Meet the American ‘Siri’

She helps you get to meetings on time, tells you what the weather is like outside, and the best restaurant to go to for dinner.

And until now, her identity has remained a mystery. But the voice behind the American Siri, Apple’s first voice-activated “virtual assistant”, has finally been revealed, reports CNN.

Her name is Susan Bennett. She’s a voiceover artist from suburban Atlanta who’s been working in the industry since the 1970s.

Bennett (who refuses to name her age) fell into voice work by accident, but is now heard all over the world. She speaks in countless commercials and on phone systems. She spells out directions from GPS devices and addresses travellers in Delta airport terminals.

In July 2005, she spent four hours every day laying down audio for a client in her home recording booth. She read out hundreds of nonsensical phrases, words and sentences for the mysterious “ubergeeks”. Back then, this was just another recording job. Siri was six years away from being invented so she had no clue about how the words would be used. Little did she know they would be spoken to over 100 million people through a yet-to-be-invented phone.

Siri debuted in October 2011, when Apple released the iPhone 4S. Bennett hadn’t purchased the phone, but those close to her did.

“A colleague e-mailed me [about Siri] and said, ‘Hey, we’ve been playing around with this new Apple phone. Isn’t this you?'”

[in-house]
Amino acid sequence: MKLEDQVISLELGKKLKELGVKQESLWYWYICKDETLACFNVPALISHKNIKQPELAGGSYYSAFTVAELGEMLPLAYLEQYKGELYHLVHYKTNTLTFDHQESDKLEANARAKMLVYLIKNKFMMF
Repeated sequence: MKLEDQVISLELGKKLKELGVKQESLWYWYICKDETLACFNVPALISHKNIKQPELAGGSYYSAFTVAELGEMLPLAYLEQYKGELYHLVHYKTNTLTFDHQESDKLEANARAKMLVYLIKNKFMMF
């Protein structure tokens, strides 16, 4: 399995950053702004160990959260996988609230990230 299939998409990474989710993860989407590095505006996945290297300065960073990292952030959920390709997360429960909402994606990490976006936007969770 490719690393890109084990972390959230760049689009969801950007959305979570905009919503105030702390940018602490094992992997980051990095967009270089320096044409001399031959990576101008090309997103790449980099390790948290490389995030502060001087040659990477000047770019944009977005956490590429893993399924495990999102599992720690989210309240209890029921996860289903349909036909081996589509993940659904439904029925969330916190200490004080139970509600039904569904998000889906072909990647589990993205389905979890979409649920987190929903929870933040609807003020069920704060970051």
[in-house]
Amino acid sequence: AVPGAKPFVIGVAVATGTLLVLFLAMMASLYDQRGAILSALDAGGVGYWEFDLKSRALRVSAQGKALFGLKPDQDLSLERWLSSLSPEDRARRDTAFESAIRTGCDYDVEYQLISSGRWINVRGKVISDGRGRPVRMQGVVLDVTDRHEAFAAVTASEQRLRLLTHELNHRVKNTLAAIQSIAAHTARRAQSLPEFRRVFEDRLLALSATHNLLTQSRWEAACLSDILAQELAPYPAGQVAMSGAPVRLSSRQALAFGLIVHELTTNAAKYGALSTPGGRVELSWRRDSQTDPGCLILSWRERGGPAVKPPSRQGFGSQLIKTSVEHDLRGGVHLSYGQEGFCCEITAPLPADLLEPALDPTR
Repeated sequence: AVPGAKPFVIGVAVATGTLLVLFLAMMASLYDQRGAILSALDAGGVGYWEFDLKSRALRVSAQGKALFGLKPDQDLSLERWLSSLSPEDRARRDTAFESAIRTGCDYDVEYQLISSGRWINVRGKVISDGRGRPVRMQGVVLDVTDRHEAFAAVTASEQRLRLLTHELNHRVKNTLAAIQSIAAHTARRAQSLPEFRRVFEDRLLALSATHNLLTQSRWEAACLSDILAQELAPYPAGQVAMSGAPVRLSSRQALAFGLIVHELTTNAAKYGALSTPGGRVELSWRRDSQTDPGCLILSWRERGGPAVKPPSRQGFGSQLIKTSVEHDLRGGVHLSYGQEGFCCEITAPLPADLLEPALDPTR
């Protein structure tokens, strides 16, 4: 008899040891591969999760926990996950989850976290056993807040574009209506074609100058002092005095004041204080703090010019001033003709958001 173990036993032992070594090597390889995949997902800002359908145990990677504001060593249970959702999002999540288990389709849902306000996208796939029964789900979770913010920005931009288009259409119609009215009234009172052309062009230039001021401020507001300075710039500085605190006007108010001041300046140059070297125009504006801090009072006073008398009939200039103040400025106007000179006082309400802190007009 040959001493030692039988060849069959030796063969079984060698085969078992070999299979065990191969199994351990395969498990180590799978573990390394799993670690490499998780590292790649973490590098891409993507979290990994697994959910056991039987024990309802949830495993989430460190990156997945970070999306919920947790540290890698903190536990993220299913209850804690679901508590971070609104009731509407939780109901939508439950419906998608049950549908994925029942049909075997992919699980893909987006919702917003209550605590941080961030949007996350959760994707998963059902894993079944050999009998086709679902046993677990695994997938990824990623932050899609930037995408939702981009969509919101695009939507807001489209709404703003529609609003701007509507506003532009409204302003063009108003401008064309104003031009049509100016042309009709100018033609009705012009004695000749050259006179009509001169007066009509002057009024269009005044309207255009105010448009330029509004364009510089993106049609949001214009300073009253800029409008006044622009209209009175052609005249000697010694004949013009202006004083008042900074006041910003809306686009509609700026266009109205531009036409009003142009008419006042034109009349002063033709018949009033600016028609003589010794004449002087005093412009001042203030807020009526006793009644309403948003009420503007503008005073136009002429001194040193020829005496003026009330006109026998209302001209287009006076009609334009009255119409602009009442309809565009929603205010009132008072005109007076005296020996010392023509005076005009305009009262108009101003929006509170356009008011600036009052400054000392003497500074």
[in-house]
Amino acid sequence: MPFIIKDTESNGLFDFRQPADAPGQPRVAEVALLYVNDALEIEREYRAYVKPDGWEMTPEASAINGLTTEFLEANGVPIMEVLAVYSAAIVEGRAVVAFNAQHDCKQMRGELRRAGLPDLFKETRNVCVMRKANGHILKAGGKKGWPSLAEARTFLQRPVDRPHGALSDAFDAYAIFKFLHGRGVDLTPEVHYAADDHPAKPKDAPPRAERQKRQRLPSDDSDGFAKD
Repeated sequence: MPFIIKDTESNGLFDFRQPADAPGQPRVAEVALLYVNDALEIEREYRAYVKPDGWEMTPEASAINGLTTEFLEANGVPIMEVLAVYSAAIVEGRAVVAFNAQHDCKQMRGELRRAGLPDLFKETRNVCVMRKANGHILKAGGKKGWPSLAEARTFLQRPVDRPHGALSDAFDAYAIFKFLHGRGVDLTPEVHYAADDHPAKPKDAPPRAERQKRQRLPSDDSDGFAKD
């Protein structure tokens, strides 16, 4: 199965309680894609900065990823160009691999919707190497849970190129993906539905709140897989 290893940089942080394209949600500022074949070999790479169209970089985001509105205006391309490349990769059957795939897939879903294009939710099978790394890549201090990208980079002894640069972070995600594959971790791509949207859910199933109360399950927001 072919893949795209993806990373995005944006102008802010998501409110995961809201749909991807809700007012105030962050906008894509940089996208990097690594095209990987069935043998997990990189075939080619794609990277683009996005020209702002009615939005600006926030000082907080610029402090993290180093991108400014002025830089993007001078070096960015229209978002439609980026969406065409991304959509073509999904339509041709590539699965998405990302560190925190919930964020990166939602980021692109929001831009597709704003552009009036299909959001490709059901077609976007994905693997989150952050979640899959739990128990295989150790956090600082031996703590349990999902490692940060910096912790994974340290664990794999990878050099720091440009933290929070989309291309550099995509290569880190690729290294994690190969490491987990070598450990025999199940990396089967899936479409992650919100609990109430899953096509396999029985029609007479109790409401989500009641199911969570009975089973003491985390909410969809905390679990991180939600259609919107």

Bennett went to Apple’s website and listened to video clips announcing Siri. The voice was unmistakably hers.

Siri’s identity has remained unknown up until now. Apple is notoriously secretive about its inner workings but the veil was lifted after tech news site The Verge recently posted a video How Siri found its voice , igniting speculation about the real person behind the voice of Siri.

Apple wouldn’t confirm reports Siri was Bennett, so CNN hired an audio forensics expert to verify the claim. He says he is “100 per cent” certain the two are the same.

Bennett has also been tight-lipped about her secret fame. So what made her change her mind and go public?

“I really had to weigh the importance of it for me personally. I wasn’t sure that I wanted that notoriety, and I also wasn’t sure where I stood legally. And so, consequently, I was very conservative about it for a long time,”


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